Saga, Book One by Brian K. Vaughan & Fiona Staples
Saga’s main characters do not want to commit violence although there is a lot of it in this amazing graphic novel. No surprise there, but the authors must have wanted to create a message in the midst of all that death and chaos. Have your cake and eat it too sort of.
Marko is a sympathetic pacifist who tries so very hard to lay down his weapon. He is a “moony,” born on Wreath, a moon circling the planet Landfall. Wreath and Landfall have been warring so long the fighting has been “outsourced” to other planets, spreading war and suffering across the galaxy.
Marko falls in love with Alana, a beautiful ex-military grunt who likes romance novels. He turns himself in to his enemies as a conscientious objector, and she is given the duty of watching him. Instead, she falls in love with him, they escape, and this is their story, narrated by their daughter far in the future.
Wreath is a magical moon and Marko wields great power. His parents are warriors and they taught him to hate the enemy, but his convictions go against that. The thing is, every time he tries to stop fighting, someone comes and attacks him and his family and he must fight back and kill them all.
When Marko and his warrior mother go to a planet to find and save another character, they encounter a huge three-eyed man-giant. His mother attacks while he says “We’re trespassing on his land! Just let me hit him with a binding spell.” His mother responds that “this squeamishness is most unbecoming”.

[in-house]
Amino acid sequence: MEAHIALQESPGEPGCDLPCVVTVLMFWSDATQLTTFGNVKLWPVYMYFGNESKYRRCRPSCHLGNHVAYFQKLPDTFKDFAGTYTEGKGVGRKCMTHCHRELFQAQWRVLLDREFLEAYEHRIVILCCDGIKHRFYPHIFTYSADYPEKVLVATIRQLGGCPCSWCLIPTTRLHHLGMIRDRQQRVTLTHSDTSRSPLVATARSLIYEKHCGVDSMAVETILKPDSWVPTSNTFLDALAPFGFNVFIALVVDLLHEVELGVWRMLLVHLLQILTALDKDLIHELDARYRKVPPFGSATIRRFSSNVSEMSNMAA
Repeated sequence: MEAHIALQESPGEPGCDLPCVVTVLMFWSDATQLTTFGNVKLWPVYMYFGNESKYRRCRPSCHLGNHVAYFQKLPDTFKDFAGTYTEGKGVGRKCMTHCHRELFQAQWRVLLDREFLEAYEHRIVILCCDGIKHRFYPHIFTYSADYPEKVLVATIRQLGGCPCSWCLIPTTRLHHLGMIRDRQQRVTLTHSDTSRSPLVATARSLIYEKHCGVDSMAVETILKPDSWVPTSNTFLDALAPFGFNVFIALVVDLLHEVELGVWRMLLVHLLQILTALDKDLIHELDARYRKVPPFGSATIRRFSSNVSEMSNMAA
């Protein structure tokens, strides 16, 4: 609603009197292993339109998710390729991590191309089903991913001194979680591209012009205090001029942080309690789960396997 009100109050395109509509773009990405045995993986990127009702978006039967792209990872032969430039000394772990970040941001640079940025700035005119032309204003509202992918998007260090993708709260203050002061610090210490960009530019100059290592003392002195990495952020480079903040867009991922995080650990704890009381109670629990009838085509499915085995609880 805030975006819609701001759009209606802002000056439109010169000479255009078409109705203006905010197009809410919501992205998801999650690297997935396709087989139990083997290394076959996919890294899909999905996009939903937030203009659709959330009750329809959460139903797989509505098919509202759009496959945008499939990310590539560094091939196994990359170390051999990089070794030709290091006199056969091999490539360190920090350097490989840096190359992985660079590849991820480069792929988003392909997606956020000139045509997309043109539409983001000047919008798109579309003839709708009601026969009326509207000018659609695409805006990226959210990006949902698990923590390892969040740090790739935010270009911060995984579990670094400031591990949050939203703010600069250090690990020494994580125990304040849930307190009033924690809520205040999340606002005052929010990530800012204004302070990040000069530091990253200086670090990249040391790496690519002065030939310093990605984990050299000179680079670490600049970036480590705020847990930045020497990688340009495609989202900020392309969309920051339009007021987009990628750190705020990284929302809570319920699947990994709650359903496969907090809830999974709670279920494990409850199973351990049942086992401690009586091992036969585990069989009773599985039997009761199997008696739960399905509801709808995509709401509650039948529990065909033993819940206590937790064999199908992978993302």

The three-eyed giant is a little gross. His um, testicles, are what is really unbecoming. The very first image of this creature in the book made me immediately think of the art of Ralph Steadman, who I am familiar with only because he illustrated The Curse of Lono by Hunter S. Thompson. (I have Ralph Steadman’s Extinct Boids on order though and I can’t wait.)
But back to the message of nonviolence. The book depicts the galaxy-wide war as driven by monetary or power-hungry forces. The military industrial complex has been so ingrained into the two opposing sides that they may have no identity without it. And this couple, who just want to be left alone with their newborn child, can’t seem to escape it.
Alana is obsessed with a particular romance novel, A Night Time Smoke, and they both see the hidden anti-war message the author gave it. As far as us readers can tell, when shown a section of the book, the only message of peace is that it simply has no war in it. This must be revolutionary in this war-torn universe.
When Alana is guarding him, and they are falling in love, she reads him an excerpt. Even though the piece has nothing to do with war or their worlds, Marko responds with “It’s not a love story at all, is it? It’s about us, about the war between Landfall and Wreath.”
Needless to say, they are soulmates. She says “He’s saying that this war between our people has gone on too long, that it has to be stopped.”
And Marko replies “What if the writer is suggesting that war will never end, that it’s a self-perpetuating cycle of pointless brutality that can only be “stopped” with more war?”
Alana says, a little late, “Okay, now you’re just reading too much into things.”
It’s adorable. And sad. And violent. And undeniably unique. Read it!